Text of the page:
Elderly women with type 2 diabetes who take metformin may be at lower risk of developing some types of cancer, according to a new large study from the Roswell Park Cancer Institute (RPCI) and the University at Buffalo (UB). Researchers also suggest that women with diabetes are more prone to develop cancer than women without the disease.
Metformin is a drug used to treat type 2 diabetes alone or combined with other medications such as insulin, to control the amount of sugar in the blood, said MedlinePlus from the U.S. National Library of Medicine. At the same time, it enhances the body’s response to insulin.
Researchers analyzed data from more than 145,826 postmenopausal women between 50 and 79 years old, who participated in the Women’s Health Initiative from 1993 to 1998. Findings were published in April in the International Journal of Cancer.
The impact of metformin in women with diabetes
Results from the study show that women with diabetes had a 45 percent higher risk of death from invasive cancer overall, in comparison with women without diabetes. On the other hand, the risk of death “differed significantly” among women with diabetes taking metformin.
A theory proposes that a decreased risk of cancer death is related to an increase in consumption of metformin use, said the RPCI in a press release issued on April 7. Women with diabetes had also a 13 percent major risk of developing invasive cancer.
In comparison with women without diabetes, women with the disease face a 20 percent higher risk of being diagnosed with non-Hodgkin lymphoma and cancer in the colon, liver, pancreas, and endometrium, added the RPCI.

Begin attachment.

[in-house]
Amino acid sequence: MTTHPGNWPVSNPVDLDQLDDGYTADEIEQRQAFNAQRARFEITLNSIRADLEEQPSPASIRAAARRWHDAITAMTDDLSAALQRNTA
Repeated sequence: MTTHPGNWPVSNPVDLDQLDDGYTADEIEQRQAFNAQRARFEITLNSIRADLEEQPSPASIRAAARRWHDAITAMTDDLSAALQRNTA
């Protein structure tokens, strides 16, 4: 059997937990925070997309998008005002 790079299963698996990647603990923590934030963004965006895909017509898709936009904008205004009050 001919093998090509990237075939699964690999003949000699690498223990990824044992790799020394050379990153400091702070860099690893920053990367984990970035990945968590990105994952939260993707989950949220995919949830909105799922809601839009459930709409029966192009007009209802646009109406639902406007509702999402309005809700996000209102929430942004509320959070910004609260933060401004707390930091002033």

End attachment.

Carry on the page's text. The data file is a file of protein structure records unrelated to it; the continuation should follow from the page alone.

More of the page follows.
Patients with diabetes taking metformin showed better survival rates when diagnosed with ovarian, colorectal and breast cancer.
Lead-author of the study Zhihong Gong, Ph.D., Assistant Professor of Oncology in the Department of Cancer Prevention and Control at Roswell Park, said that researchers wanted to understand the association of diabetes and medications and its relationship with the development of cancer.
“Our findings suggest that diabetes remains a risk factor for cancer overall and increases the risk of certain cancers. But we also found a lower cancer risk for certain cancers among those patients who have used metformin for many years,” added Gong in a press release.
Results should be taken cautiously
Researchers explained that further investigation is needed to better understand the long-term impact of metformin on cancer risk and survival, Dr. Joel Zonszein, director of the Clinical Diabetes Center at Montefiore Medical Center in New York, said to UPI that new studies are already in progress.
“We still don’t understand the exact mechanism of action of this old drug used in diabetes. It may have positive effects in decreasing cancer mortality and or increasing longevity as shown in this paper,” Zonszein said to UPI.
According to the 2014 National Diabetes Statistics Report, there are 29.1 million Americans with diabetes, which can be translated as one out of every 11 people. Nonetheless, one out of four people do not know they have diabetes, said the Centers for Disease Control and Prevention (CDC).
Additionally, there are 86 million pre-diabetics in the country, of which 15-30 percent will develop type two diabetes within the next 5 years, if they do not change their lifestyle, and dieting habits.
Source: Roswell Park Press Release